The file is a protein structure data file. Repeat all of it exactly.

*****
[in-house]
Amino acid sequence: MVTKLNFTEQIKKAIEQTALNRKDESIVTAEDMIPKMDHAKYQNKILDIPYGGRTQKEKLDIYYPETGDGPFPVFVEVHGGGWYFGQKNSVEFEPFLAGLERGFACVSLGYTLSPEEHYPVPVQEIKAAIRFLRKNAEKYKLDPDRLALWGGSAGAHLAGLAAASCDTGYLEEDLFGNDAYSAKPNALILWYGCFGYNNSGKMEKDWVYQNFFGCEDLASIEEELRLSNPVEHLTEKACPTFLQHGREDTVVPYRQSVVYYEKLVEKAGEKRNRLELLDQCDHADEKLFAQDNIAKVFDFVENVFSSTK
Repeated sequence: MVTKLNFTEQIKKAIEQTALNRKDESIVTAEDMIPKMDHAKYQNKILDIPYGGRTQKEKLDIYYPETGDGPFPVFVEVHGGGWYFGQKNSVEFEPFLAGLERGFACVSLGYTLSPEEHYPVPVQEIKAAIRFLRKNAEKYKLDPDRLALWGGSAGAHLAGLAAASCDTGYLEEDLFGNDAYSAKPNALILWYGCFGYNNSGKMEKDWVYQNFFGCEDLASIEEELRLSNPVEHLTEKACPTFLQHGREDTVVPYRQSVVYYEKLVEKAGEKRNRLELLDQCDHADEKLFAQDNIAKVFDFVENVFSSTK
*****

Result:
[in-house]
Amino acid sequence: MVTKLNFTEQIKKAIEQTALNRKDESIVTAEDMIPKMDHAKYQNKILDIPYGGRTQKEKLDIYYPETGDGPFPVFVEVHGGGWYFGQKNSVEFEPFLAGLERGFACVSLGYTLSPEEHYPVPVQEIKAAIRFLRKNAEKYKLDPDRLALWGGSAGAHLAGLAAASCDTGYLEEDLFGNDAYSAKPNALILWYGCFGYNNSGKMEKDWVYQNFFGCEDLASIEEELRLSNPVEHLTEKACPTFLQHGREDTVVPYRQSVVYYEKLVEKAGEKRNRLELLDQCDHADEKLFAQDNIAKVFDFVENVFSSTK
Repeated sequence: MVTKLNFTEQIKKAIEQTALNRKDESIVTAEDMIPKMDHAKYQNKILDIPYGGRTQKEKLDIYYPETGDGPFPVFVEVHGGGWYFGQKNSVEFEPFLAGLERGFACVSLGYTLSPEEHYPVPVQEIKAAIRFLRKNAEKYKLDPDRLALWGGSAGAHLAGLAAASCDTGYLEEDLFGNDAYSAKPNALILWYGCFGYNNSGKMEKDWVYQNFFGCEDLASIEEELRLSNPVEHLTEKACPTFLQHGREDTVVPYRQSVVYYEKLVEKAGEKRNRLELLDQCDHADEKLFAQDNIAKVFDFVENVFSSTK